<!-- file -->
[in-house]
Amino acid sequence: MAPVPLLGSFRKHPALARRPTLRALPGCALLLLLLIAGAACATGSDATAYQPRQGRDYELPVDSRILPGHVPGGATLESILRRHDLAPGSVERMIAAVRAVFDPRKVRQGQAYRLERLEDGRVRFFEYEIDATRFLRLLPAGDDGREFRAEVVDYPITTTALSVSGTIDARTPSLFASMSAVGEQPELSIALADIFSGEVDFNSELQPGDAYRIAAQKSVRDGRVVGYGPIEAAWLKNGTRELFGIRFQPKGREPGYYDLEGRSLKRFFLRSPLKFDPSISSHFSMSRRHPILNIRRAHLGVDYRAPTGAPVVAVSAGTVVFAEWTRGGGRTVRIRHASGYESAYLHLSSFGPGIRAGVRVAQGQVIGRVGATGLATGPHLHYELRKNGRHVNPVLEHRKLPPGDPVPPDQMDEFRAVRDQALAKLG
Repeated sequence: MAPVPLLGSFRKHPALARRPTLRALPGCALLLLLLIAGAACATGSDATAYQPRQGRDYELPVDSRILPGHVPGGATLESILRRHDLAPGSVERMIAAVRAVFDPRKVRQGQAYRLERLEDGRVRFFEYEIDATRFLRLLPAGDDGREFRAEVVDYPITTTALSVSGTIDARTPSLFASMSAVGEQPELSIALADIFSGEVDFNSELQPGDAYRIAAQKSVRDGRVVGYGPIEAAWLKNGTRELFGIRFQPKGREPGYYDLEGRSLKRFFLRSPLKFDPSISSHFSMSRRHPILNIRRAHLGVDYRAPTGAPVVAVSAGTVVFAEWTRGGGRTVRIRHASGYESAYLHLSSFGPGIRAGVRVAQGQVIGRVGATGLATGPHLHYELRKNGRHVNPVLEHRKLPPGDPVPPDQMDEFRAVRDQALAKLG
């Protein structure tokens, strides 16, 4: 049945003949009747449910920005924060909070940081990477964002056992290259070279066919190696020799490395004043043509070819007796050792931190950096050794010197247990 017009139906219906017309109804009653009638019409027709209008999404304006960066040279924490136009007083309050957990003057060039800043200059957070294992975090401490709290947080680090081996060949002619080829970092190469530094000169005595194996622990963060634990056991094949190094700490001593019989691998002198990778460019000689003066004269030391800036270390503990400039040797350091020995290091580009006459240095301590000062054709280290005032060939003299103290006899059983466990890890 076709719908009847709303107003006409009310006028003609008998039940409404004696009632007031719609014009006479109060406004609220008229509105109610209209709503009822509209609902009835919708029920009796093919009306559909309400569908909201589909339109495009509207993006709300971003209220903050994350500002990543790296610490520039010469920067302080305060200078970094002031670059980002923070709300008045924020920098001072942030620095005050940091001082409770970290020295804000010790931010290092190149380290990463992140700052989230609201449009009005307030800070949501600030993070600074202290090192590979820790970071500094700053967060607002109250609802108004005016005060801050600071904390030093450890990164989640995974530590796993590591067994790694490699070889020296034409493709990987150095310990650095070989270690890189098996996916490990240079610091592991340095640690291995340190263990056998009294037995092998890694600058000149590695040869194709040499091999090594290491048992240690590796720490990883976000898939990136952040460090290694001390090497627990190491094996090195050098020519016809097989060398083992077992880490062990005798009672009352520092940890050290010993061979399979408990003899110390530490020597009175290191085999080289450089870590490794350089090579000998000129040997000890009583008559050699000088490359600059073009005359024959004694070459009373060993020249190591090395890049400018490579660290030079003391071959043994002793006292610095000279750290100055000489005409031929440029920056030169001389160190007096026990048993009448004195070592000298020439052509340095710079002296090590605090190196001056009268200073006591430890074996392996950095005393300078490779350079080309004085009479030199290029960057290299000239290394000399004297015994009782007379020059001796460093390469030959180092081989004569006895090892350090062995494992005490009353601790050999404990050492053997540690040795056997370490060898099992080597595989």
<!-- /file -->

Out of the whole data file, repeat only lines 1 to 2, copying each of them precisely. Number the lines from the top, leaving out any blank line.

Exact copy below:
[in-house]
Amino acid sequence: MAPVPLLGSFRKHPALARRPTLRALPGCALLLLLLIAGAACATGSDATAYQPRQGRDYELPVDSRILPGHVPGGATLESILRRHDLAPGSVERMIAAVRAVFDPRKVRQGQAYRLERLEDGRVRFFEYEIDATRFLRLLPAGDDGREFRAEVVDYPITTTALSVSGTIDARTPSLFASMSAVGEQPELSIALADIFSGEVDFNSELQPGDAYRIAAQKSVRDGRVVGYGPIEAAWLKNGTRELFGIRFQPKGREPGYYDLEGRSLKRFFLRSPLKFDPSISSHFSMSRRHPILNIRRAHLGVDYRAPTGAPVVAVSAGTVVFAEWTRGGGRTVRIRHASGYESAYLHLSSFGPGIRAGVRVAQGQVIGRVGATGLATGPHLHYELRKNGRHVNPVLEHRKLPPGDPVPPDQMDEFRAVRDQALAKLG